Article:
Interfacial Mechanics of Cell-Nanoparticles System: A Computational Perspective
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With the rapid development of nanotechnology, recent years have witnessed the explosive growth of a variety of nanometer-sized nanoparticles as candidates for an ever increasing list of potential applications for next generation electronics, microchips, composites, biosensors, and drug delivery. On one hand, the growing applications of nanomaterials pose serious concerns about their toxicity as they enter the human body via various pathways including the respiratory system, skin absorption, intravenous injection and implantation. On the other hand, nanomaterials show promising potentials in medical imaging and gene/drug delivery. Indeed, understanding the fundamental physics of the cell-nanomaterial interaction in the process of endocytosis is not only of paramount significance to the evaluation of beneficial and hazardous effects of nanotechnology but also to the medical applications such as gene/drug delivery and medical imaging. In this talk, I would like to provide a novel way to explore the mechanics of cell-nanomaterial interactions via a systematic and multiscale computational methodology with a focus on the effects of surface properties and mechanical properties of particles on the particle uptake and release processes, and to establish effective guidelines for designing controllable drug delivery from the computational perspective.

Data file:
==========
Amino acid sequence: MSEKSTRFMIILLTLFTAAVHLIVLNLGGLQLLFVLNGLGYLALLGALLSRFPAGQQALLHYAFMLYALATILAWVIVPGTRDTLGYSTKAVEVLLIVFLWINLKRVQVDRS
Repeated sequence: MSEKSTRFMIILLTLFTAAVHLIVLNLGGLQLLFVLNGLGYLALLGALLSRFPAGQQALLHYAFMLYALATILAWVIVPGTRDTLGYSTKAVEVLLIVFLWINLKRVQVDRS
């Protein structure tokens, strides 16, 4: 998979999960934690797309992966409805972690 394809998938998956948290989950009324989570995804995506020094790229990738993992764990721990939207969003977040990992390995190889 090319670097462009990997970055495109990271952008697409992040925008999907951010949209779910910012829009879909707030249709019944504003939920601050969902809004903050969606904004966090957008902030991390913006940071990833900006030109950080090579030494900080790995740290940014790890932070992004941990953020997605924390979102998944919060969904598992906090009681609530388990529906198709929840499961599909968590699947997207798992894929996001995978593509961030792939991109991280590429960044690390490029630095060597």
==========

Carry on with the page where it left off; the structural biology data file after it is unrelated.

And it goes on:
- Nano@Tech Lecture Series